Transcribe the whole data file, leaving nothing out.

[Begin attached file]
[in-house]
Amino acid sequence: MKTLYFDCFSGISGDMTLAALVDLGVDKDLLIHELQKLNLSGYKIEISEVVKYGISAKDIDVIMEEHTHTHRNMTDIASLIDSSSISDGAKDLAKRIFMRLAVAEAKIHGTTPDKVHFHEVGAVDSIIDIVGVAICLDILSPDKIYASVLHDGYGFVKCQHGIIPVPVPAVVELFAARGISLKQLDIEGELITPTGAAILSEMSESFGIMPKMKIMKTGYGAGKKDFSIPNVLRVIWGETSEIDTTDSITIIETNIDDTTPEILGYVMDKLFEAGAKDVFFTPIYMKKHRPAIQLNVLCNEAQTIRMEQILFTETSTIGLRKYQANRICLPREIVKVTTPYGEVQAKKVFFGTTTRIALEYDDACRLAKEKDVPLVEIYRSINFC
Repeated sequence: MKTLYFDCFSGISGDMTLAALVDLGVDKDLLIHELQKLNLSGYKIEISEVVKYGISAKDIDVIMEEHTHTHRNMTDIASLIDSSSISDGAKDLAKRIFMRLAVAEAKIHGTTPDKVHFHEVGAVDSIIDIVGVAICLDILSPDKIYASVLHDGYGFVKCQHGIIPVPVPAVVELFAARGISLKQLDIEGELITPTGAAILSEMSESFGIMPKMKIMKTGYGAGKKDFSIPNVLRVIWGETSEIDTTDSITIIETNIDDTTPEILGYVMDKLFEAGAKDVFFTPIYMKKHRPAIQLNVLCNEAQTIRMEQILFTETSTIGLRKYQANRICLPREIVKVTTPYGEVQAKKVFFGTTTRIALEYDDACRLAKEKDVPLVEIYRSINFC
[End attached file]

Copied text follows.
[in-house]
Amino acid sequence: MKTLYFDCFSGISGDMTLAALVDLGVDKDLLIHELQKLNLSGYKIEISEVVKYGISAKDIDVIMEEHTHTHRNMTDIASLIDSSSISDGAKDLAKRIFMRLAVAEAKIHGTTPDKVHFHEVGAVDSIIDIVGVAICLDILSPDKIYASVLHDGYGFVKCQHGIIPVPVPAVVELFAARGISLKQLDIEGELITPTGAAILSEMSESFGIMPKMKIMKTGYGAGKKDFSIPNVLRVIWGETSEIDTTDSITIIETNIDDTTPEILGYVMDKLFEAGAKDVFFTPIYMKKHRPAIQLNVLCNEAQTIRMEQILFTETSTIGLRKYQANRICLPREIVKVTTPYGEVQAKKVFFGTTTRIALEYDDACRLAKEKDVPLVEIYRSINFC
Repeated sequence: MKTLYFDCFSGISGDMTLAALVDLGVDKDLLIHELQKLNLSGYKIEISEVVKYGISAKDIDVIMEEHTHTHRNMTDIASLIDSSSISDGAKDLAKRIFMRLAVAEAKIHGTTPDKVHFHEVGAVDSIIDIVGVAICLDILSPDKIYASVLHDGYGFVKCQHGIIPVPVPAVVELFAARGISLKQLDIEGELITPTGAAILSEMSESFGIMPKMKIMKTGYGAGKKDFSIPNVLRVIWGETSEIDTTDSITIIETNIDDTTPEILGYVMDKLFEAGAKDVFFTPIYMKKHRPAIQLNVLCNEAQTIRMEQILFTETSTIGLRKYQANRICLPREIVKVTTPYGEVQAKKVFFGTTTRIALEYDDACRLAKEKDVPLVEIYRSINFC